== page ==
My Advice As A Junior Designer.
A 4 minute read, written by Curtis Lee on 19 June 2019.
Over the past couple of months, I’ve had the privilege of working remotely at Leaf, helping them design and build digital products, both internally and for their client-base.
As a junior to the industry, my time spent at Leaf has already proved to be extremely rewarding in terms of learning new skills, gaining confidence in my work and what I do, and witnessing both design and engineering best practices first-hand. Seeing how much I have developed in such a short space of time is a credit to the company’s approach to personal development, and a good indicator as to why nurturing young people’s potential is vital to their success.
Although it’s commendable that companies try and provide opportunities to those starting out in the industry, it shouldn’t fall entirely on them to find talented juniors; the individual themselves should be just as proactive in seeking out opportunities.
Based on my own experiences, I’ve come up with 5 tips to help anyone starting out in the industry not only find themselves new avenues to kick-start their career, but to also exceed their own expectations of what they thought was achievable.
Now I’m not saying become an online celebrity, but the internet’s a busy place. In the tech industry alone it’s easy to become lost among the noise of the latest trends, tools and frameworks. You have to be proactive when putting yourself out there, and make sure you’re engaging with the tech community, both online, and in the real world.
Network with others, display your work, and reach out to people and companies. You’d be surprised by the types of connections and work offers you get by actively showing enthusiasm for what you do. If you have any design or tech events taking place in your area, attend! You’ll get to meet a tonne of interesting people, and even learn a thing or two while you’re at it.
So, what are you waiting for? Put yourself out there, reach out to people, and get networking! There’s a whole world of opportunities out there… and it’s also a great way to feel attuned to the ever evolving world of the tech and design community.
Learn from people who have achieved what you want to achieve! Remember, this doesn't need to happen one-on-one; Twitter conversations, books, podcasts, or even quality Youtube interviews are all good mentorship options. By making sure that you surround yourself with people who encourage both personal and professional development, your mindset and goals will begin to grow with you.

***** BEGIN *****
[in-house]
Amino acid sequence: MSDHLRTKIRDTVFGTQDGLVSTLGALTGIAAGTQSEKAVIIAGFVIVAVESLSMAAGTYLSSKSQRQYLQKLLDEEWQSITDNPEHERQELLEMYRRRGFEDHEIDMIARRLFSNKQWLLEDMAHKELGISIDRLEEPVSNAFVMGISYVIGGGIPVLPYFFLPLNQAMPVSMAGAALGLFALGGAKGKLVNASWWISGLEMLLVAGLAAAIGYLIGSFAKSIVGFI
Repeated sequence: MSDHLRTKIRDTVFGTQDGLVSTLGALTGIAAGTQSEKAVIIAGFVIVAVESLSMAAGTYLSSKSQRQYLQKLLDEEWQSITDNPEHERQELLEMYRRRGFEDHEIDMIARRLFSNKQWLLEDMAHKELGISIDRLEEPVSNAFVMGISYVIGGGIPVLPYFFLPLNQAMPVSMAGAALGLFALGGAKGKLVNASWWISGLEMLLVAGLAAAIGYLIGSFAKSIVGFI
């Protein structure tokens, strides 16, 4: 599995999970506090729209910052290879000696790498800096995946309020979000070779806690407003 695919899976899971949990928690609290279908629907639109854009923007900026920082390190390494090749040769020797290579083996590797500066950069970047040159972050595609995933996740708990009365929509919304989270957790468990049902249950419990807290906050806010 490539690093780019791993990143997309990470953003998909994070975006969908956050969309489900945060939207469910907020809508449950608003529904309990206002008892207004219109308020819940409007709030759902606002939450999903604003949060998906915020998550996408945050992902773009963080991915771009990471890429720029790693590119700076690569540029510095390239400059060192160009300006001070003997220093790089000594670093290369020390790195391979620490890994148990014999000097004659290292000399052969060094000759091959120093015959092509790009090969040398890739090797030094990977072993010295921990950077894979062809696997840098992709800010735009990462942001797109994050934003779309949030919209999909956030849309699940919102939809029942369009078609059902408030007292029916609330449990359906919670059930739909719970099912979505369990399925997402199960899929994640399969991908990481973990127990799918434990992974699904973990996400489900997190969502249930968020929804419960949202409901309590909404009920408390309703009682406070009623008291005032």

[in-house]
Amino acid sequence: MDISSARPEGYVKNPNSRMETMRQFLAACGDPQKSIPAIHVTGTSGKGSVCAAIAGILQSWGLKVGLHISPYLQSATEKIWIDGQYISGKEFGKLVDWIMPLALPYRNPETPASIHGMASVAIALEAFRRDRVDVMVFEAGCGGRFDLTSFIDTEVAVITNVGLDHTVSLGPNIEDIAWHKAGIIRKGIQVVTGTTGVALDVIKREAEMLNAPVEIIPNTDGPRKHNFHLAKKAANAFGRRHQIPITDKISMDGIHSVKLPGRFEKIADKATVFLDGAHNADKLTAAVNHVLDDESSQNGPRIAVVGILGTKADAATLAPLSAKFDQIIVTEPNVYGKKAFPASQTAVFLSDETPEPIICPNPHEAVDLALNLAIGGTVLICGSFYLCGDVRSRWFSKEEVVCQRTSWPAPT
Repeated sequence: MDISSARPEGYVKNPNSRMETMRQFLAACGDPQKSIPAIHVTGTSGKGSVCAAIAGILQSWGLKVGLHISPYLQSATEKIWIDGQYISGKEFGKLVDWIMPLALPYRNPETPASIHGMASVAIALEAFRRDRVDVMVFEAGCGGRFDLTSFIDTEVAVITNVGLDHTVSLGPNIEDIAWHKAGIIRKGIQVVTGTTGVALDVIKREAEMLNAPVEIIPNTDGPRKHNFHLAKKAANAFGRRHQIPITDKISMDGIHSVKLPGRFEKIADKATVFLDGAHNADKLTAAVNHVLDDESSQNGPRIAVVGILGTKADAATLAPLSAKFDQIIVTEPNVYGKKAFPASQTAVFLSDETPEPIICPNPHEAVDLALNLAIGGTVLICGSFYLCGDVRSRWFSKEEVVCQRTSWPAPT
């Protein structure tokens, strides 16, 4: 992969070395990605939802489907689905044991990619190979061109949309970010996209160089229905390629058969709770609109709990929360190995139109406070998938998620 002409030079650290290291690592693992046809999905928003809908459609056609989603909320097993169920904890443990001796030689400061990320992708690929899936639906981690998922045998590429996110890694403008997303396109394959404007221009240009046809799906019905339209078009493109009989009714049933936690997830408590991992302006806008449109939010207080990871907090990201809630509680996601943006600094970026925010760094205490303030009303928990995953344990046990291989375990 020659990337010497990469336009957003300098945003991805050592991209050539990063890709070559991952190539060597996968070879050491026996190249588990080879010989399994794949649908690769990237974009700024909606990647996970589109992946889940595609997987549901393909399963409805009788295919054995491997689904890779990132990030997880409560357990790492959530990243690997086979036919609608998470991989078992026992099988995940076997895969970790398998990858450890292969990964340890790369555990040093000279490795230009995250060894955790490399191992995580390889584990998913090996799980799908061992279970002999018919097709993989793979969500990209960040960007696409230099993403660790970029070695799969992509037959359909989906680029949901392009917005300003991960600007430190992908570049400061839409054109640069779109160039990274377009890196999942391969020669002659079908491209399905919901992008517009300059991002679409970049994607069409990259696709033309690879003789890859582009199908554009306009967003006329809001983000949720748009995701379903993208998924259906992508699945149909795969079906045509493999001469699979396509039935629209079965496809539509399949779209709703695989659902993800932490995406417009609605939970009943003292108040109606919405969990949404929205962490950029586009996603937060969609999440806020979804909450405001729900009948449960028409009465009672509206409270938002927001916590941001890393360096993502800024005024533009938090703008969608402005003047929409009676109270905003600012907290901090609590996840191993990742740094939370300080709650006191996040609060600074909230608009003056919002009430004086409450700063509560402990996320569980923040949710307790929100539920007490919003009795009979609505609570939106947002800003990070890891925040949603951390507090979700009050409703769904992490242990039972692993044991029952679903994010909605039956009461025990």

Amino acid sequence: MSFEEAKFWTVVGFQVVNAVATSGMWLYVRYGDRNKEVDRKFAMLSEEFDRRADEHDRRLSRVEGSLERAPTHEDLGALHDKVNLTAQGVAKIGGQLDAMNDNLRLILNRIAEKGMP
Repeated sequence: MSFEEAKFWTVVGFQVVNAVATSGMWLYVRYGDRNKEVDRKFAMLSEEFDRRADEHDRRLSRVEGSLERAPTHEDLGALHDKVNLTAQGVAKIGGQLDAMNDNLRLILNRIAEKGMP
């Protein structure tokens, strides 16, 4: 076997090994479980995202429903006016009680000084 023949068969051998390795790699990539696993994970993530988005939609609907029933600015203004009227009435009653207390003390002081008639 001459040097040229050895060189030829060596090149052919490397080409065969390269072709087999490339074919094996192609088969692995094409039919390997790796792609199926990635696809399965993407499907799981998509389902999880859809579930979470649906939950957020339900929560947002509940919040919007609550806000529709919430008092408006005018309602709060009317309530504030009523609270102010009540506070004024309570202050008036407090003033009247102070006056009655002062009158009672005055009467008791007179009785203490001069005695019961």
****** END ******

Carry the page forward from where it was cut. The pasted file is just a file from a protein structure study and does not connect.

No matter how far into your career you may be, these connections are invaluable to your success, so make the most of them! A mantra I tend to live by goes something like:
If you’re the smartest person in the room, then you’re in the wrong room.
Don’t see mentorship as a weakness on your part. See it as an opportunity to nurture your hidden potential, and learn from the best!
Ever. You should live to learn, and make a conscious effort to do so everyday, no matter how big or small it may be. If it adds value to your career, then that’s a bonus. If it’s something as simple as learning how to correctly fold a fajita, then that’s cool as well! Remember, "Knowledge is power".
Gaining knowledge in your career makes you employable. Gaining knowledge in multiple different fields and topics makes you interesting -- It’s a win-win! It may sound boring to some, but for me, I almost see it as levelling up.
Strong memory recall is also key to making sure you are able to stay on top of industry developments, learn new skills, and always be at the top of your game. Just don’t overdo it though. As much as your brain needs the exercise, you can run the risk of burning out if you never give yourself enough time to relax. As soon as you feel your attention span slipping, it’s your brain's way of telling you to take a break. Don’t try and power through; come back to whatever it is you were focussed on once you’re mind is refreshed, and you'll be amazed how much better you are at retaining new information.
It’s easy to tell people to just avoid self doubt and soldier on, but that’s almost as laughable as telling someone not to worry right before they take their driving test… It’s inevitable that as highly driven, creative people, we won’t experience some level of Imposter Syndrome throughout our careers; but it’s how we deal with it that has the biggest impact.
One key thing that I like to do, is take a mental listing of everything I have accomplished up until this point, and visualise where I’d like to be within the next 1, 5, or even 10 years. Of course you can’t accurately predict what will happen, but by allowing your mind to have a more calmer state of thinking, it helps you realise why you’re doing what you do.
Don’t neglect any weaknesses that you feel may be holding you back either. The chances are these issues can be resolved over time by simply following the above points. The important thing is to not beat yourself up; there’s a high chance you’re already smashing it!
It’s all anyone can ask from you. As every working day comes, you need to have a goal in mind, and maintain that drive in order to reach it! By breaking your goals up into smaller, more accessible targets, your accomplishments will soon rack up!
The mind is everything. What you think, you become.
Since starting at Leaf, I get to work with some amazing people everyday, and despite any mistakes I make, all they ever expect is that I try my best. Make sure to work hard, work smart, and best of all, play hard; don’t forget to take a break from time-to-time, as too much of a good thing can become a bad thing.
With that in mind, I hope these 5 tips have helped in giving you a much greater understanding of how you can begin getting ahead as a junior, and remember that no matter what you aim to achieve in life, if you put your mind to it, things will eventually pay off!